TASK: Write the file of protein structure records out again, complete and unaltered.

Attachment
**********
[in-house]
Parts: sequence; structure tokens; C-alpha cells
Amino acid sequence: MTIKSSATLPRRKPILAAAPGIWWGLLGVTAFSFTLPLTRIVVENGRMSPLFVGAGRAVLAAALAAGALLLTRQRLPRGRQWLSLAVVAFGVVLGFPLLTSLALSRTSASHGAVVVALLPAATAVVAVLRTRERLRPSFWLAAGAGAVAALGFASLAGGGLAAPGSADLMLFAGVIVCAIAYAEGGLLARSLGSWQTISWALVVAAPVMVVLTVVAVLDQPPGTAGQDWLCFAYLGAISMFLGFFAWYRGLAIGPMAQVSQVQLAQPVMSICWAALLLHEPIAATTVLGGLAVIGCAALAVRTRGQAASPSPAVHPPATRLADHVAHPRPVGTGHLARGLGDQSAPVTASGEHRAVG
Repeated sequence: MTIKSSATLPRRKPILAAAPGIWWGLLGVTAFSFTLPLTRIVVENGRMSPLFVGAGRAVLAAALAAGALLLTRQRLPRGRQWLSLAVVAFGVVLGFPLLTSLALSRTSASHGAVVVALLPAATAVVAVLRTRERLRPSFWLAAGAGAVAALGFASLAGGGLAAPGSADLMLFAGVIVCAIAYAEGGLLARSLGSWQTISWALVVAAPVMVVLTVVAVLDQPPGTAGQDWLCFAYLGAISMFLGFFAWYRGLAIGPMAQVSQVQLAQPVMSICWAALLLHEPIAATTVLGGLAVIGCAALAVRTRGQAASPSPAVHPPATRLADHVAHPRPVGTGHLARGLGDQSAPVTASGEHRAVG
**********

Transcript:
[in-house]
Parts: sequence; structure tokens; C-alpha cells
Amino acid sequence: MTIKSSATLPRRKPILAAAPGIWWGLLGVTAFSFTLPLTRIVVENGRMSPLFVGAGRAVLAAALAAGALLLTRQRLPRGRQWLSLAVVAFGVVLGFPLLTSLALSRTSASHGAVVVALLPAATAVVAVLRTRERLRPSFWLAAGAGAVAALGFASLAGGGLAAPGSADLMLFAGVIVCAIAYAEGGLLARSLGSWQTISWALVVAAPVMVVLTVVAVLDQPPGTAGQDWLCFAYLGAISMFLGFFAWYRGLAIGPMAQVSQVQLAQPVMSICWAALLLHEPIAATTVLGGLAVIGCAALAVRTRGQAASPSPAVHPPATRLADHVAHPRPVGTGHLARGLGDQSAPVTASGEHRAVG
Repeated sequence: MTIKSSATLPRRKPILAAAPGIWWGLLGVTAFSFTLPLTRIVVENGRMSPLFVGAGRAVLAAALAAGALLLTRQRLPRGRQWLSLAVVAFGVVLGFPLLTSLALSRTSASHGAVVVALLPAATAVVAVLRTRERLRPSFWLAAGAGAVAALGFASLAGGGLAAPGSADLMLFAGVIVCAIAYAEGGLLARSLGSWQTISWALVVAAPVMVVLTVVAVLDQPPGTAGQDWLCFAYLGAISMFLGFFAWYRGLAIGPMAQVSQVQLAQPVMSICWAALLLHEPIAATTVLGGLAVIGCAALAVRTRGQAASPSPAVHPPATRLADHVAHPRPVGTGHLARGLGDQSAPVTASGEHRAVG